Doug Fischer

Ring ratings update: Mayweather dropped from rankings

This is the closest Floyd Mayweather Jr. has been to any ring activity since out-pointing Shane Mosley one year ago. The 34-year-old veteran was ringside, next to good buddy 50 Cent, at the recent Andre Berto-Victor Ortiz welterweight title fight. Photo / Emily


The past weekend was a relatively quiet one in terms of high-profile ring action but it was the anniversary of an event that affects the ratings of the sport‘s elite boxers.

May 1 marked one year since Floyd Mayweather Jr. defeated Shane Mosley by a one-sided unanimous decision. Mayweather, who was THE RING’s No. 2-rated welterweight and No. 2 in the pound-for-pound ratings, has not fought since the Mosley fight.

The 34-year-old former five-division titleholder has made no serious plans or announcements regarding his immediate future in the ring, and as a result, he has been removed from THE RING’s ratings.

It is THE RING’s ratings policy to drop rated fighters who have been inactive for one year from the rankings unless they have a bout scheduled or they are in serious negotiations for a fight.

“The removal of Floyd Mayweather, who has not fought since May 1, 2010, and has no bout currently scheduled, is not a reflection of Mayweather’s ability,” said Nigel Collins, Editor-in-Chief of THE RING magazine. “However, to keep him ranked at the expense of active fighters is unfair, especially as we have no idea if or when Mayweather will fight again.

"Mayweather has also been dropped from the pound-for-pound ratings for the same reason. If he returns to action, Mayweather’s status will be re-evaluated.”

Mayweather (41-0, 25 KOs) has been in the magazine’s ratings for 84 weeks, since he ended a near two-year hiatus from the sport with a unanimous 12-round decision over Juan Manuel Marquez in September of 2009.

The dominating victory over his smaller fellow future hall of famer earned him the No. 2 spot in both THE RING’s welterweight and pound-for-pound ratings behind No. 1 Manny Pacquiao.

Mayweather assumed the No. 1 welterweight ranking from Pacquiao by out-classing the then-No. 2-rated Mosley last May. However, Pacquiao regained the top 147-pound position after he dominated Antonio Margarito in a 12-round junior middleweight bout in which he weighed under the welterweight limit.

Boxing fans, and even casual followers of the sport, have clamored for Mayweather and Pacquiao to settle who’s best in the ring but the two superstars were unable to come to terms on a super fight after two bitterly intense negotiations last year.

It is highly unlikely that Mayweather and Pacquiao will hook up this year or even in 2012 for what would be the richest mega-event in boxing history. That’s because Mayweather’s future — and even his freedom — is unclear due to criminal charges.

The Las Vegas resident faces eight felony and misdemeanor charges stemming from a domestic violence incident with his former girlfriend. He was charged with felony coercion, grand larceny and robbery, and misdemeanor domestic battery and harassment, among other charges, after a argument with Josie Harris, the mother of three of his children, got out of hand last September.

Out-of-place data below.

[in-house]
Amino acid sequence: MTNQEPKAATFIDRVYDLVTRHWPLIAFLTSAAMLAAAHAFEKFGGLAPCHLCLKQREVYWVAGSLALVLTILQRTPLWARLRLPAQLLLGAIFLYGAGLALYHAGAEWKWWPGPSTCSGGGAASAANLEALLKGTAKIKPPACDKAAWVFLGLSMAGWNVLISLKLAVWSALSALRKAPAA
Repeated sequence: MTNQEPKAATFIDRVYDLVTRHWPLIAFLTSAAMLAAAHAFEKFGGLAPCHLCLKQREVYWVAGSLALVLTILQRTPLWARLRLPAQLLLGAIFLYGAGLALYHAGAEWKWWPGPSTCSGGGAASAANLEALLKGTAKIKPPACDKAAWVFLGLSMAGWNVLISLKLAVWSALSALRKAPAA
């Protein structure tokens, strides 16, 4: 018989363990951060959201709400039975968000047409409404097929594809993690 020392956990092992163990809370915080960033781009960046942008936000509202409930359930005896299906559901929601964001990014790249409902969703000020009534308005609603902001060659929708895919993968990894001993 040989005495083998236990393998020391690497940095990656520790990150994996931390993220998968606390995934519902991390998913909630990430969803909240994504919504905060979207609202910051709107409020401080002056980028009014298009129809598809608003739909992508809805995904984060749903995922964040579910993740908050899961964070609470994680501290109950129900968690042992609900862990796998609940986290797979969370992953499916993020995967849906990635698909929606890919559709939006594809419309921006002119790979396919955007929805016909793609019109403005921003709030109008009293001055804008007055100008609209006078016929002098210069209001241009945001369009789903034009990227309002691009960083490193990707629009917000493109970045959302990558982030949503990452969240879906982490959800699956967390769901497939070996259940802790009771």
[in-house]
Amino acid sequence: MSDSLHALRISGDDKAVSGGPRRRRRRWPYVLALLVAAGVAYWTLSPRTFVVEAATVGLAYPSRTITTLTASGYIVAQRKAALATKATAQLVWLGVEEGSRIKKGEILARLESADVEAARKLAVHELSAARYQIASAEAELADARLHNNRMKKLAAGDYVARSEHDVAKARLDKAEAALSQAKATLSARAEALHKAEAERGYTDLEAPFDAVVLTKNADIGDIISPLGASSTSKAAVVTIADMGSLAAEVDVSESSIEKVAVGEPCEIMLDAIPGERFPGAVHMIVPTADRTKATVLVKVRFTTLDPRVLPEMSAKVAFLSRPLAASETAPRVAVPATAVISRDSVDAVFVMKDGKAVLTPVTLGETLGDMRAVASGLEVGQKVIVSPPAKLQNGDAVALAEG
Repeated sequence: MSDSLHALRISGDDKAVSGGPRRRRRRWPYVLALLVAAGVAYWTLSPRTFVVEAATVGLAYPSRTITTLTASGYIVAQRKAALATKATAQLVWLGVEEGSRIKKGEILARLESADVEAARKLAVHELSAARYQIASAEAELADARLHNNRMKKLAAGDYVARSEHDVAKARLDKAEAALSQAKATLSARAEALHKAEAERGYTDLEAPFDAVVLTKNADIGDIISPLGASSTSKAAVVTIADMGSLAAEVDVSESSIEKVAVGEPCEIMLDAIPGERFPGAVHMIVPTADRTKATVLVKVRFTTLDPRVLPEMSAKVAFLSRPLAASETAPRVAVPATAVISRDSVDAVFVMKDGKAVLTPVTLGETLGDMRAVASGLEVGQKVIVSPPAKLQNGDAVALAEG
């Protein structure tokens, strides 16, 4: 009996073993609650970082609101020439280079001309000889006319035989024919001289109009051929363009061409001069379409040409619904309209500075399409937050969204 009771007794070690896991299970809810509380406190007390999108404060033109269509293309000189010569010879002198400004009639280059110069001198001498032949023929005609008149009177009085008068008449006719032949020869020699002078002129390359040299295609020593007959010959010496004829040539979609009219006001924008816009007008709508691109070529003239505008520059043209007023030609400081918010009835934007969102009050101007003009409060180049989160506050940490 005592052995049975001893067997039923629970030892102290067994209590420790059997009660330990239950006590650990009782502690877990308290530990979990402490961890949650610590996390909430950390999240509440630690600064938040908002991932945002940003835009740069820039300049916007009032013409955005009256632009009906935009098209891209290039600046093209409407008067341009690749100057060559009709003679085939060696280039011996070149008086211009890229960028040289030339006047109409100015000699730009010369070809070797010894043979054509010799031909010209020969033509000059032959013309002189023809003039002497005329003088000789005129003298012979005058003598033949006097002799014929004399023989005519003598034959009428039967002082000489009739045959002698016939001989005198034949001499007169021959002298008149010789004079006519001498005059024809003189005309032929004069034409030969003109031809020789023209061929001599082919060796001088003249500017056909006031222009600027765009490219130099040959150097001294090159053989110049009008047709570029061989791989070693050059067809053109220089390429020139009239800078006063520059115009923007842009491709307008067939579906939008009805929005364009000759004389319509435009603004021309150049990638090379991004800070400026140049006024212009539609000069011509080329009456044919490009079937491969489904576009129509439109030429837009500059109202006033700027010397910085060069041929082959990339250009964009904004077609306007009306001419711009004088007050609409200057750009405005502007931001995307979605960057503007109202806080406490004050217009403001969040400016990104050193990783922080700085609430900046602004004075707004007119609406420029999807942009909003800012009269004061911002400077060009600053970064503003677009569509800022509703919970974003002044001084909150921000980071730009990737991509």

The court date, which has twice been rescheduled, is currently set for Sept. 1.

Mayweather’s head trainer, uncle Roger Mayweather, awaits his own trial for attacking a female boxer in one of the apartments he owns in August of 2009. His trial for charges of battery strangulation and battery causing substantial bodily harm has been set for August 2.

If either Mayweather is convicted of all of their charges, both could face a significant amount of time behind bars.

Discussion or debate of Mayweather’s pound-for-pound and divisional rankings — or even his future fights — is moot until his legal troubles are settled.

Ring ratings update:

Welterweights: Mayweather (No. 2 last week) exits due to inactivity. All welterweights rated No. 3 or below last week advance one position each. Kell Brook debuts at No. 10.

Junior bantamweights: Previously unranked Tepparith Singwancha enters at No. 6 on the strength of his 12-round decision over Drian Francisco (No. 6 last week), who falls to No. 10. Kohei Kono (No. 8 last week) exits after losing his two most-recent fights. Juan Alberto Rosas (No. 9 last week) and Yota Sato (No. 10 last week) each advance one slot each due the the realignment.

Junior flyweights: Adrian Hernandez crashes the ratings at No.1 as a result of his TKO of Gilberto Keb Baas (No. 1 last week), who drop to No. 2. Ulises Solis advances from No. 8 to No. 5 due to his decision over Luis Lazarte (No. 5 last week), who slides down to No. 10. Carlos Tamara (No. 6 last week) departs after losing two of his three previous fights. The shakeup also moves up Roman Gonzalez (No. 10 last week) and Juan Carlos Revco (No. 9 last week) one spot each.

“After world champion Giovani Segura, the 108-pound division is somewhat of a mad scramble with no clear-cut leader of the pack due to a round robin of wins and losses among the contenders,” Collins said. “Roman Gonzalez appears to have an excellent chance of rising to the top spot, but his best work to date has been at strawweight. He needs to improve his junior flyweight credentials in order to advance.”

Pound-for-pound: Mayweather’s exit allows all rated No. 3 or below last week to climb one rung each and makes room for Miguel Cotto to return at No. 10.


Editor’s note: THE RING ratings on will updated by mid-day on Tuesday, May 3.



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